"I think that Ed has been a very disciplined candidate and he has also shown a lot of people that he's a very hard worker. ... I think some people have been pleasantly surprised by that," said Susan Stimpson, a former Stafford County Board of Supervisors chair who ran for lieutenant governor last year. "I think he's working very hard on his relationships with people. ... I have seen him work to reach out to grassroots leaders."
When Gillespie got in the race, Stimpson said, "I think that many thought it would be quite probable this was just to lay the groundwork for something in 2017."
Yet Gillespie's path to victory in another race would be crowded.
State Sen. Mark Obenshain earned high marks within the party for the quality of his 2013 attorney general bid, and for how he conducted himself during the recount that handed the job to foe Mark Herring. Obenshain outperformed the rest of the GOP ticket in a tough year, and is expected by many to run for governor in 2017.
It's not clear whether Gillespie would be willing to run against Obenshain, as they have a close relationship. The Republican State Leadership Committee, led at the time by Gillespie, pumped millions of dollars into Obenshain's attorney general effort. Obenshain then became an early backer of Gillespie's Senate bid, and multiple staffers—including campaign manager Chris Leavitt—moved from Obenshain's campaign payroll directly to Gillespie's.
Beyond Obenshain, Snyder could run for governor or make another bid for lieutenant governor, after losing out on last year's GOP nomination to controversial minister E.W. Jackson. Other possible statewide candidates—for governor or to challenge Democratic Sen. Tim Kaine in 2018—include GOP Reps. Randy Forbes and Robert Wittman.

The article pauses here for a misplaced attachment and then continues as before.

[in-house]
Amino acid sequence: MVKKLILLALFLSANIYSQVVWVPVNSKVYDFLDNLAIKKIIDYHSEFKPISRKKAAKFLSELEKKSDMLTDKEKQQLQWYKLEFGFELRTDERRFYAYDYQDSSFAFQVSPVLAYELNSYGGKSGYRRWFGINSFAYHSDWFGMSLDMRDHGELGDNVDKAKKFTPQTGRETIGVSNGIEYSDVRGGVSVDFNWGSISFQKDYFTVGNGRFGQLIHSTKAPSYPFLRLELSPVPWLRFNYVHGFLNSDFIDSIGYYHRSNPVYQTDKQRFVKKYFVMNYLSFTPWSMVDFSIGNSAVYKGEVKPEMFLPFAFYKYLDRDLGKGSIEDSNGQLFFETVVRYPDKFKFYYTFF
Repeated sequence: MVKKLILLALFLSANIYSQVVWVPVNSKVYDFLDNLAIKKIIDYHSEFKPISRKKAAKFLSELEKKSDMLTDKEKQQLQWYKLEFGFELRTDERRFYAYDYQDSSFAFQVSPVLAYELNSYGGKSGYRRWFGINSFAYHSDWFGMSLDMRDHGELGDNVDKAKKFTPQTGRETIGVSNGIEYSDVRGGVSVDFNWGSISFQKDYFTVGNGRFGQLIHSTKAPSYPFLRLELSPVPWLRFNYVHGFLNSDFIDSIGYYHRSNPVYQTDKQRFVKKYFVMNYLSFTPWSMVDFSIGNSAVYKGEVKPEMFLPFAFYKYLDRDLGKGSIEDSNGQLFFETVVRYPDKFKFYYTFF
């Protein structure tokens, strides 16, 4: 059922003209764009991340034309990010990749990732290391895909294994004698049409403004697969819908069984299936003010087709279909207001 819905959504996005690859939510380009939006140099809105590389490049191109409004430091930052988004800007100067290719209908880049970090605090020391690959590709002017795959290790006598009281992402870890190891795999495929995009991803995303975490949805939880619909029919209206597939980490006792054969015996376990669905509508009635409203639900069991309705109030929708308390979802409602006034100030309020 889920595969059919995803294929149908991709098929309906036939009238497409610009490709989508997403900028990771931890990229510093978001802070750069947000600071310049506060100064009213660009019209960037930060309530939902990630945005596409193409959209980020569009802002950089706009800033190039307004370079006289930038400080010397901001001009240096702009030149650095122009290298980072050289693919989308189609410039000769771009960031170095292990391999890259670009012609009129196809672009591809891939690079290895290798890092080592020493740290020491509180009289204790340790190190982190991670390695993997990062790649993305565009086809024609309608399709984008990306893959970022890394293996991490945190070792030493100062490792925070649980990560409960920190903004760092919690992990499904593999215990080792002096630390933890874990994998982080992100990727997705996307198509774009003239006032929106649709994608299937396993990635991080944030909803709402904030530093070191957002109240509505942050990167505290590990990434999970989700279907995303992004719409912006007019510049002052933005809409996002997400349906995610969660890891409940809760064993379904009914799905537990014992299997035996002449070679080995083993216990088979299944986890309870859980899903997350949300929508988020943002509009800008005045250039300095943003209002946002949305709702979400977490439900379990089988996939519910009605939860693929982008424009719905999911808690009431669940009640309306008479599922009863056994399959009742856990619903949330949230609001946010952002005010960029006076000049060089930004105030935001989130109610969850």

Part of Gillespie's appeal to Virginia Republicans as a candidate is his ability to raise cash. As the former head of the Republican National Committee who helped create American Crossroads, Gillespie has ties to donors across the country.
Through Oct. 15, Gillespie had raised $6.8 million. (Through the same period in 2012, George Allen—a former senator and governor who started his campaign much earlier in the cycle—had raised $12.5 million.)
But given the number of other close races to which GOP donors have been pushed to give, Gillespie has done well, said Republican consultant Dan Allen.
"I think he's raised good money," Allen said. "If you compare him to some of the other races that haven't been targeted nationally, I think he's done very well."
Gillespie has largely been on his own. Outside groups and the National Republican Senatorial Committee have not made the investments in Virginia they have in the other states seen as crucial to determining control of the Senate. Gillespie allies formed a super PAC to help him, the We Can Do Better PAC, but it has spent only about $120,000 on his behalf.
Democrats, for their part, scoff at the notion that this is a genuinely close race being misjudged by all the survey data.
"Our polling is in line with what public polls have shown," said a Warner campaign aide. "Ed Gillespie's line is what losing campaigns say when they're in the last week of the election."
Republican operatives in the state firmly believe the race is more competitive than national polls and prognosticators see it, because they expect turnout among Democrats to be exceptionally low. Part of Gillespie's job now is making that case to fellow Republicans, like William C. Smith, the owner of a sporting goods store in Kilmarnock.
"We need a big win" on Election Day, Smith told Gillespie Tuesday.
"I feel it coming," Gillespie assured him.
"I also felt it coming last election," Smith said. "It didn't happen."
This article is from the archive of our partner National Journal.
Ben Pershing is Washington editor of National Journal, overseeing White House and congressional coverage. Before joining National Journal in 2014, he was a reporter at the Washington Post for six years, covering Congress as well as campaigns in D.C., Maryland and Virginia. Prior to that, Pershing was at Roll Call for 10 years as a reporter and editor. He is a Los Angeles native and a graduate of the University of California, Berkeley.